"It's just going to heighten the exposure," he said. "[I'm] not saying it's dangerous, but it may increase any risk that's there."

It's also going to add to their stress, said Cuming, who estimates he personally received at least 150 emails in two days from teachers across New Brunswick who are concerned about the recent changes.

The federation and association intend to continue to try to persuade the government to reverse the changes, he said.

'Always been the expectation,' says government spokesperson

But Department of Education spokesperson Tara Chislett said "there has always been the expectation that teachers will report to schools to work, even if students are learning from home," as part of planning for red alert levels.

She did not respond to a late afternoon request to provide any documentation.

In the event of a confirmed case in a school — at any alert level — teachers may be asked to work from home to allow Public Health to complete contact tracing, said Chislett. "These situations are evaluated on a case-by-case basis, based on comprehensive risk assessments carried out by Public Health," she said in an emailed statement.

The Department of Education works closely with school districts, schools and Public Health in the rollout of outbreak management plans when a case is confirmed in a school, said Chislett. School and district staff will follow any advice that may be provided by regional Public Health authorities, she said.

Treasury Board spokesperson Jennifer Vienneau said she was unable to respond to a request for comment because of pre-budget consultations.

Submitted by Government of New Brunswick
Submitted by Government of New Brunswick

On Sunday, when the Education minister announced changes to keep K-12 schools open, even at the red alert level, he said if a positive case was confirmed at a school, the school would be closed for a minimum of three days to allow for contact tracing and that the school would become a testing site for school staff. But he made no mention of the requirement for teachers to teach from the closed schools.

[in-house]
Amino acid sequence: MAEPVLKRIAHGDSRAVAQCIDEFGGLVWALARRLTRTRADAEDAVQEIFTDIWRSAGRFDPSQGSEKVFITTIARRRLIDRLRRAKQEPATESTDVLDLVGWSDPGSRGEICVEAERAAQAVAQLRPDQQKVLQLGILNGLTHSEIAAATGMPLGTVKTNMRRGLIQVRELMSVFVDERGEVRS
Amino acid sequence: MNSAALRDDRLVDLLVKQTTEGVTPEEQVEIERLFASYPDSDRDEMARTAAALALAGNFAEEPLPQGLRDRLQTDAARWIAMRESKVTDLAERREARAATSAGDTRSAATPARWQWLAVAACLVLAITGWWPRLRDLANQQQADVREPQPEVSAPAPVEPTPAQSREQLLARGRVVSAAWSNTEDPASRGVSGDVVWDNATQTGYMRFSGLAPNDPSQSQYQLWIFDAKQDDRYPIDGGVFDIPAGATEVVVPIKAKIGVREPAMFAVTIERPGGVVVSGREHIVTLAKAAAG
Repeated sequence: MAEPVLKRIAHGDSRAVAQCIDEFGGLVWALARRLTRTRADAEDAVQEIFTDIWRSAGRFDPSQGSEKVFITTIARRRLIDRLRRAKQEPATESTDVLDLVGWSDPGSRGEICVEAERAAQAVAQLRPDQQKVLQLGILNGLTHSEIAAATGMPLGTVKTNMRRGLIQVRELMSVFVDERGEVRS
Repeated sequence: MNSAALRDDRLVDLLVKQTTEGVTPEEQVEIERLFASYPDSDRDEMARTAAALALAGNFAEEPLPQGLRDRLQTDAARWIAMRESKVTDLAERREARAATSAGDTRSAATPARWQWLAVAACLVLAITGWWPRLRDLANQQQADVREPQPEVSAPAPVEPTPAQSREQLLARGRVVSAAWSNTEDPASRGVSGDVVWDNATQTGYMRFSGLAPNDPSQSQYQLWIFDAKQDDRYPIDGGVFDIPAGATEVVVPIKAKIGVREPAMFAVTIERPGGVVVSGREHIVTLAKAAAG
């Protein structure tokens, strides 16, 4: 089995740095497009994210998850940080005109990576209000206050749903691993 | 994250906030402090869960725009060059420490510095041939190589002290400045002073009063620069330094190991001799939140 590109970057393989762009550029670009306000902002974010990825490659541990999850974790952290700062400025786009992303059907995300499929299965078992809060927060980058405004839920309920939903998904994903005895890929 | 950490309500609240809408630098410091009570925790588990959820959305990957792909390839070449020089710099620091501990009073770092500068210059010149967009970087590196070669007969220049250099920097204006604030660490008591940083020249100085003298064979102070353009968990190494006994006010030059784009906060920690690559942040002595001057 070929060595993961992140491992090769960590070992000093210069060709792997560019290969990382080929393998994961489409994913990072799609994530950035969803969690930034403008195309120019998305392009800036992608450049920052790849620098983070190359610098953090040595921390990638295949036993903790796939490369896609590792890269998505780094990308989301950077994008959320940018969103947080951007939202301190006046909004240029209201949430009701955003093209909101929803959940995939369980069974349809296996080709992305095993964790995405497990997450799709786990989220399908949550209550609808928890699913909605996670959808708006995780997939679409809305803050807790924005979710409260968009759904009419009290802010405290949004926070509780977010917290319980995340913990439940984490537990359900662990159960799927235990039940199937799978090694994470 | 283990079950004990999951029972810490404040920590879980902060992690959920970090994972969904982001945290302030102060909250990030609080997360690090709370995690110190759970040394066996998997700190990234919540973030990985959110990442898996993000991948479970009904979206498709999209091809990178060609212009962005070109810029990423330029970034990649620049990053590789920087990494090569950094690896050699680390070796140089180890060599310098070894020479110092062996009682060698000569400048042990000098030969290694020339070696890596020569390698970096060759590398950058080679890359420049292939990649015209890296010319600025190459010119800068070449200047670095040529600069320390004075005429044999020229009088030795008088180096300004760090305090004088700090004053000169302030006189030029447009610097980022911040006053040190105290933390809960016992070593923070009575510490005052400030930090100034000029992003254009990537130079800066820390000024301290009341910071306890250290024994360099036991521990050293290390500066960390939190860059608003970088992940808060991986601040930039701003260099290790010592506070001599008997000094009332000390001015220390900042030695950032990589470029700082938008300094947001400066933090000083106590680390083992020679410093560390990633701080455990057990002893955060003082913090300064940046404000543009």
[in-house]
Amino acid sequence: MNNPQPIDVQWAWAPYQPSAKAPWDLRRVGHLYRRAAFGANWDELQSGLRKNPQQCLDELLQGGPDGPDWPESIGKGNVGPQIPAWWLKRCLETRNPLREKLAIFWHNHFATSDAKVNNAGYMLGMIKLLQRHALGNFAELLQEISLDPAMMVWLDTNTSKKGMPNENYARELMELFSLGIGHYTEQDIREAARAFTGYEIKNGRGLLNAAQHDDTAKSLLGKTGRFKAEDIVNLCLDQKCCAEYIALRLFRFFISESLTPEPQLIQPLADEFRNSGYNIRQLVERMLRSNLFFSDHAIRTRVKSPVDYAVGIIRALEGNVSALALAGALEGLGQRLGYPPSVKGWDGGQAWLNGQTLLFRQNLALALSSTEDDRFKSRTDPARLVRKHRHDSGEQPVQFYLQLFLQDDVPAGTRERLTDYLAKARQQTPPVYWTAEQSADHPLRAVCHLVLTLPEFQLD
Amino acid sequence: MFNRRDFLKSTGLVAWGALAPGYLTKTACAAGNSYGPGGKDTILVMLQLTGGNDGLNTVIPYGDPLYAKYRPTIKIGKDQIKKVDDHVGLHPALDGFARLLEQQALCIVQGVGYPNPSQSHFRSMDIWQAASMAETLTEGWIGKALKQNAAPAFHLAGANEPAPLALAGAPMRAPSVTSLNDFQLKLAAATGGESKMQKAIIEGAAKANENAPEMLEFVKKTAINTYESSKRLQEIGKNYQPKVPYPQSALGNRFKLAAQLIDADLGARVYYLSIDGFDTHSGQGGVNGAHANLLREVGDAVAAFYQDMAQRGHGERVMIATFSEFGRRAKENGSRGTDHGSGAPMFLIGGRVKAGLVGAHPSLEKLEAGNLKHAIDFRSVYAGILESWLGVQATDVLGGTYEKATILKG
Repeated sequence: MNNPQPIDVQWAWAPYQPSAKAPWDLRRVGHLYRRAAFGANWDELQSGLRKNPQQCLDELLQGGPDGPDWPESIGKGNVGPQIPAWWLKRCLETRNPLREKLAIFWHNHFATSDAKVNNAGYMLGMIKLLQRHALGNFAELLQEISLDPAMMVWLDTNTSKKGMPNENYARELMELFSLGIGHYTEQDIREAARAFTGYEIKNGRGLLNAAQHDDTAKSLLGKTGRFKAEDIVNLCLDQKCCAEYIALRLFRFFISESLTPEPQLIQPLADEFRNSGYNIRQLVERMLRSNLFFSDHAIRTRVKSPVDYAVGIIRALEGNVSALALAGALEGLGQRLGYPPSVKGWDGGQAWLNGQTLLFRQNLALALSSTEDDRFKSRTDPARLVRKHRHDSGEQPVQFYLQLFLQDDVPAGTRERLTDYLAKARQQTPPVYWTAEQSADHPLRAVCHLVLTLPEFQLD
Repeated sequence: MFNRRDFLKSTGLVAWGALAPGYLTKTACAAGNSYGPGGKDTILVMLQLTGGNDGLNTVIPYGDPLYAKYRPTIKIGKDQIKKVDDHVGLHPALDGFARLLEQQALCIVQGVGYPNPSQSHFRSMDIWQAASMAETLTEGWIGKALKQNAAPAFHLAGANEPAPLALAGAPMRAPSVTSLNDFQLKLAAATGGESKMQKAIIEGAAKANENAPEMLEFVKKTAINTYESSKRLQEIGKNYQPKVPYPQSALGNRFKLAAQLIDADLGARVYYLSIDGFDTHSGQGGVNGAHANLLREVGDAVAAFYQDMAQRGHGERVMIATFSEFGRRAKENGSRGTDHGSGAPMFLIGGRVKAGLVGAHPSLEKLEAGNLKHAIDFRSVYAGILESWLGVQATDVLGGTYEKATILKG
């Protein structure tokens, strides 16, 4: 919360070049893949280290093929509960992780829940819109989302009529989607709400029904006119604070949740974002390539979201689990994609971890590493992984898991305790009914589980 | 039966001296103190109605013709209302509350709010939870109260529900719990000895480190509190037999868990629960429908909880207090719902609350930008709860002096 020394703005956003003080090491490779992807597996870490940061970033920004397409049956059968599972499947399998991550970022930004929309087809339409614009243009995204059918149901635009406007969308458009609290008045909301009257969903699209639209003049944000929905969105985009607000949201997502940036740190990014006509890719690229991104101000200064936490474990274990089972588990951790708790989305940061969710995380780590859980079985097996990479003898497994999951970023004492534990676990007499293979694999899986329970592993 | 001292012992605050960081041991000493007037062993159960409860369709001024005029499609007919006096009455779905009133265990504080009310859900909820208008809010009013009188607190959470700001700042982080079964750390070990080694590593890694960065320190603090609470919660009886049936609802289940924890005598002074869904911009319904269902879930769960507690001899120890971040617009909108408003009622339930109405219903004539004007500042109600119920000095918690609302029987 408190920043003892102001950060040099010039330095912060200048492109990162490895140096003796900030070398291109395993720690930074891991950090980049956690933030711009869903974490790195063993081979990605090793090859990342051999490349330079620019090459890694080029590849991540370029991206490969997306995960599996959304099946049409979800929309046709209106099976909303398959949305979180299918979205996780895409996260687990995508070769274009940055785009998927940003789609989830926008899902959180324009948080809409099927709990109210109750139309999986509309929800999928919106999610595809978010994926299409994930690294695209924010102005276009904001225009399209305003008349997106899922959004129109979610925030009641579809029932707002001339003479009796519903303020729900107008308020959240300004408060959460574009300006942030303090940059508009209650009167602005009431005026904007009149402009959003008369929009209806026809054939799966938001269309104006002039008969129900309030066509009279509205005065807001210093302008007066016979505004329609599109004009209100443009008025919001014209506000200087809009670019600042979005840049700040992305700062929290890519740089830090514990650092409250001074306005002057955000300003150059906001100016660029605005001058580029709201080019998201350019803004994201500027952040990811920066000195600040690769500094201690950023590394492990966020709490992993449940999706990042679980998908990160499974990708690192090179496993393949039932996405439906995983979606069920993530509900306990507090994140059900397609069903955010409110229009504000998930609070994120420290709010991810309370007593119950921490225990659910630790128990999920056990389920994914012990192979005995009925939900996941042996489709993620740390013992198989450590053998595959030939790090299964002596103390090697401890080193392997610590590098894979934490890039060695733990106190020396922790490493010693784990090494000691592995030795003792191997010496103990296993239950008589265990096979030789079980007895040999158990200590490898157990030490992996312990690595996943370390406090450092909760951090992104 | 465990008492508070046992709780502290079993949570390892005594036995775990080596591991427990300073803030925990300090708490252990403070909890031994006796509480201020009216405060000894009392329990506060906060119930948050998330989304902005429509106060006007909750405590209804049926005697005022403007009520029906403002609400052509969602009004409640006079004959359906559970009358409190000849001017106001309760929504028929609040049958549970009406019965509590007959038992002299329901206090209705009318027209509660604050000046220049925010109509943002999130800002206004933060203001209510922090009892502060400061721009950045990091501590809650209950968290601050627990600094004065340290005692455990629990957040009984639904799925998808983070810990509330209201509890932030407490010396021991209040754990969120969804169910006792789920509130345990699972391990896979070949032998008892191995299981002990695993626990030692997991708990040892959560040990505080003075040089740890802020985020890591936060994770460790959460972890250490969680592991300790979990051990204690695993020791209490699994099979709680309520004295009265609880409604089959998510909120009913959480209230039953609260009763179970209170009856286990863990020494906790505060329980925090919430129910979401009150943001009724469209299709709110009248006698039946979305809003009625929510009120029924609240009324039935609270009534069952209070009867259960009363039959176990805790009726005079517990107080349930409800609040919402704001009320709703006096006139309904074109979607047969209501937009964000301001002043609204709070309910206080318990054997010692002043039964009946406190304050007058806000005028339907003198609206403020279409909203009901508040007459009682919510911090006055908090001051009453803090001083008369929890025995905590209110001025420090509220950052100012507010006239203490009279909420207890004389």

The department's Changes in Directives for Early Learning and Childcare Facilities and Schools, dated Jan. 20 and posted online, makes no mention of the requirement either.

The chief medical officer of health has repeatedly urged people to stay home as much as possible to help get the second wave of the pandemic under control.

30 new cases, Edmundston lockdown Saturday

Russell announced 30 new cases on Friday, pushing the provincial total of active cases to 331. There are five people in hospital, three of whom are in intensive care.

The Edmundston region, Zone 4, will go into a full lockdown Saturday at midnight, said Russell, due to rising cases and spread in "several" workplaces and two special care homes, the Manoir Belle Vue and Le Pavillon Le Royer.

The Moncton region, Zone 1, Saint John region, Zone 2, and Fredericton region, Zone 3, remain at the red level, while the Campbellton region, Zone 5, Bathurst region, Zone 6, and Miramichi region, Zone 7, remain at the orange level.

But Health Minister Dorothy Shephard said the situation is constantly being reassessed. "We will be meeting with Public Health in the days ahead, and if the numbers are trending in the right direction, we may be able to move at least Zone 2, the Saint John region, and Zone 3, the Fredericton region, back to orange."